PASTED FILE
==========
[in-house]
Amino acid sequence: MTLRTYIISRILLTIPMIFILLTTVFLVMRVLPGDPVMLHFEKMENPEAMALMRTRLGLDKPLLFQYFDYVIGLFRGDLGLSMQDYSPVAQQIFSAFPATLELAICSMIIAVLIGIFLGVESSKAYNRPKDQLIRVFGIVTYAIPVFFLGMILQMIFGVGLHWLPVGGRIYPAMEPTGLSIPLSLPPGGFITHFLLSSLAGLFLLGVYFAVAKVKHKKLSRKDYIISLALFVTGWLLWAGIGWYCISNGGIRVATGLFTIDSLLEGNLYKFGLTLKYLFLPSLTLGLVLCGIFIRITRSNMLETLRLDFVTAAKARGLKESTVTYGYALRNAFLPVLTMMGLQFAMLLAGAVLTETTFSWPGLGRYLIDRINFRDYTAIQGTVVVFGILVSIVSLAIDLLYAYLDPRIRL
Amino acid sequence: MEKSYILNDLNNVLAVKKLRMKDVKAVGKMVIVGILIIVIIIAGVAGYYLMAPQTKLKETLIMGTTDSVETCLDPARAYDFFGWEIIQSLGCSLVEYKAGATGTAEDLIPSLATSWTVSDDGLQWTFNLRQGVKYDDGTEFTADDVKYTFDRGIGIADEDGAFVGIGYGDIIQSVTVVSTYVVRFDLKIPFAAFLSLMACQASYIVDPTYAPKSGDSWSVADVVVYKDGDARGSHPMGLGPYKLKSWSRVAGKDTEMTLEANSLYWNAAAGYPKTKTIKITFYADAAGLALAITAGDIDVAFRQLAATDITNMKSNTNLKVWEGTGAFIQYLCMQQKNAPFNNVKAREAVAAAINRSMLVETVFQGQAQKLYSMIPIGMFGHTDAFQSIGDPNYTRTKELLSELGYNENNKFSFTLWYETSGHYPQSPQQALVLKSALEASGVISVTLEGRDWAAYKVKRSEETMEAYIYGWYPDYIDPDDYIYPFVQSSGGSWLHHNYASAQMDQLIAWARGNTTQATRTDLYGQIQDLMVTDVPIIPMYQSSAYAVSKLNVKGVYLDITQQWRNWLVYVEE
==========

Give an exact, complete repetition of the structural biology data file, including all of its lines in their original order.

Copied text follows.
[in-house]
Amino acid sequence: MTLRTYIISRILLTIPMIFILLTTVFLVMRVLPGDPVMLHFEKMENPEAMALMRTRLGLDKPLLFQYFDYVIGLFRGDLGLSMQDYSPVAQQIFSAFPATLELAICSMIIAVLIGIFLGVESSKAYNRPKDQLIRVFGIVTYAIPVFFLGMILQMIFGVGLHWLPVGGRIYPAMEPTGLSIPLSLPPGGFITHFLLSSLAGLFLLGVYFAVAKVKHKKLSRKDYIISLALFVTGWLLWAGIGWYCISNGGIRVATGLFTIDSLLEGNLYKFGLTLKYLFLPSLTLGLVLCGIFIRITRSNMLETLRLDFVTAAKARGLKESTVTYGYALRNAFLPVLTMMGLQFAMLLAGAVLTETTFSWPGLGRYLIDRINFRDYTAIQGTVVVFGILVSIVSLAIDLLYAYLDPRIRL
Amino acid sequence: MEKSYILNDLNNVLAVKKLRMKDVKAVGKMVIVGILIIVIIIAGVAGYYLMAPQTKLKETLIMGTTDSVETCLDPARAYDFFGWEIIQSLGCSLVEYKAGATGTAEDLIPSLATSWTVSDDGLQWTFNLRQGVKYDDGTEFTADDVKYTFDRGIGIADEDGAFVGIGYGDIIQSVTVVSTYVVRFDLKIPFAAFLSLMACQASYIVDPTYAPKSGDSWSVADVVVYKDGDARGSHPMGLGPYKLKSWSRVAGKDTEMTLEANSLYWNAAAGYPKTKTIKITFYADAAGLALAITAGDIDVAFRQLAATDITNMKSNTNLKVWEGTGAFIQYLCMQQKNAPFNNVKAREAVAAAINRSMLVETVFQGQAQKLYSMIPIGMFGHTDAFQSIGDPNYTRTKELLSELGYNENNKFSFTLWYETSGHYPQSPQQALVLKSALEASGVISVTLEGRDWAAYKVKRSEETMEAYIYGWYPDYIDPDDYIYPFVQSSGGSWLHHNYASAQMDQLIAWARGNTTQATRTDLYGQIQDLMVTDVPIIPMYQSSAYAVSKLNVKGVYLDITQQWRNWLVYVEE